How do you balance these two competing ideas? Personally, I think the best way to do this is to have each teammate play out their own games and enact their own plans for winning the game. When it comes to the big picture planning of a game of Magic, allow the player piloting the match to make those decisions, or if you are offering suggestions for how to play the match out, make sure you do so while also providing the big picture context for why your play makes sense in the long term, so they can follow that plan in their future plays as well.
Where teammates can come in with very useful help is in filling out holes of information. For example, if it's Team Sealed and the opponent attacks with a 2/2 creature into your 3/4 creature and you don't understand why they would do that, your teammate might point out that Giant Growth is in the set, and that can help you understand the attack. Teammates are also a great litmus test to make sure you aren't going off the rails. For example, sometimes you might have a hand that is probably a mulligan, but you are tempted to keep it. Asking your teammates for their input can help give you the strength you need to mulligan, even though you want to make a bad keep.
For what it's worth, I usually just make bad keeps without consulting my teammates, who I know will disapprove. I do this, hoping they never look over and see my bad hand. They always do. They always disapprove. Somehow, they still are willing to team with me in future events. One of life's pleasant mysteries.
There are two more big points about interacting with teammates that I want to mention.
The first is that the player who has been playing a game from the very beginning of the game is going to have more knowledge and information about the game than players just coming in. I think in the great majority of situations, it is better to just allow the player to continue playing their match than to jump in with suggestions, because that player has learned information from the way the game was played out in the earlier turns or from how they've seen their opponent's deck constructed that can influence their decision making. Our subconscious is great at picking up on information and body language tells, and those are valuable tools to use in games of Magic. Someone just popping in isn't going to have any of that information to work with.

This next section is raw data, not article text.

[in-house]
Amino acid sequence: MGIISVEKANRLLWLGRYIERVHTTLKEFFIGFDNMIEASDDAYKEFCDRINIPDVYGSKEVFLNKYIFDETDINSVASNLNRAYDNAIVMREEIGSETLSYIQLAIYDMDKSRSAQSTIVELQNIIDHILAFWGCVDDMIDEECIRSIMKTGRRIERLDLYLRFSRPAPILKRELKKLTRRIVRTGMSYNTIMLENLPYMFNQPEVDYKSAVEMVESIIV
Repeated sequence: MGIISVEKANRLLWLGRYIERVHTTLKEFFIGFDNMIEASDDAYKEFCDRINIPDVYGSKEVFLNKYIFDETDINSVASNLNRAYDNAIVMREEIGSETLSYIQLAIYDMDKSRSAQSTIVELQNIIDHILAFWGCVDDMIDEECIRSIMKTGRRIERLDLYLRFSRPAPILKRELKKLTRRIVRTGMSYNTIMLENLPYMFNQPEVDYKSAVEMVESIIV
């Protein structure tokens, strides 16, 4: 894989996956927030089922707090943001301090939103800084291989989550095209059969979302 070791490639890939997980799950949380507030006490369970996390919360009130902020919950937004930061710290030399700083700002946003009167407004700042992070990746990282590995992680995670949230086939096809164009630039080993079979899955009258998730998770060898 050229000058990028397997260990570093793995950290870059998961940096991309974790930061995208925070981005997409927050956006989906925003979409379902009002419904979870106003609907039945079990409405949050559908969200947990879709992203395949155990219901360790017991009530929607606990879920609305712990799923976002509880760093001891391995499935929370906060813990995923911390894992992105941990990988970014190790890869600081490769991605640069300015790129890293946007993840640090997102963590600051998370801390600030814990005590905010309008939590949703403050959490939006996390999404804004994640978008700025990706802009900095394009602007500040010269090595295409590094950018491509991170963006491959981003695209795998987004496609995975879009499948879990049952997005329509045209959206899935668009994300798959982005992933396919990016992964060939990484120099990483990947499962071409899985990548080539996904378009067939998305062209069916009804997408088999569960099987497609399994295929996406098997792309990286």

The second is that sometimes communicating with your teammates can actually help your opponents more than you. If you lean over to your teammate and say "I think you should use this card on that card" and point to a card in their hand or point at a card in play, your opponents aren't just sitting there in complete ignorance. They hear that and can extrapolate information from it. They might realize "Oh, they're considering casting Vraska's Contempt on my Hazoret" and then if you end up deciding not to cast the card, your opponents will know to play around it in future turns.
Before popping in with advice, it's important to think about whether that advice will be useful to your teammate and think about whether the opposing team can learn information from it as well.
One big thing to keep in mind when playing team events is how you shuffle and how you hold your cards.
If you're one of the outside seats on the team, it's important to always shuffle toward the side away from the rest of the players in the match. If you shuffle toward the inside, players on the opposing team might see cards in your deck. It is against the rules to actively try to see cards in your opponents' decks while they shuffle, but if you happen to see something on accident, you can use that information and tell your teammates about that information. If you're shuffling toward the inside, it can be pretty easy for someone a seat or two down to see cards, even if they aren't actively seeking that information.
This is also super important while shuffling your opponent's decks. Please don't shuffle your opponent's decks toward the inside where your teammates might be able to see cards in it. For one, it is extremely scummy to take your opponent's deck and show your teammates cards from it, and secondly doing this intentionally is cheating and could be grounds for disqualification.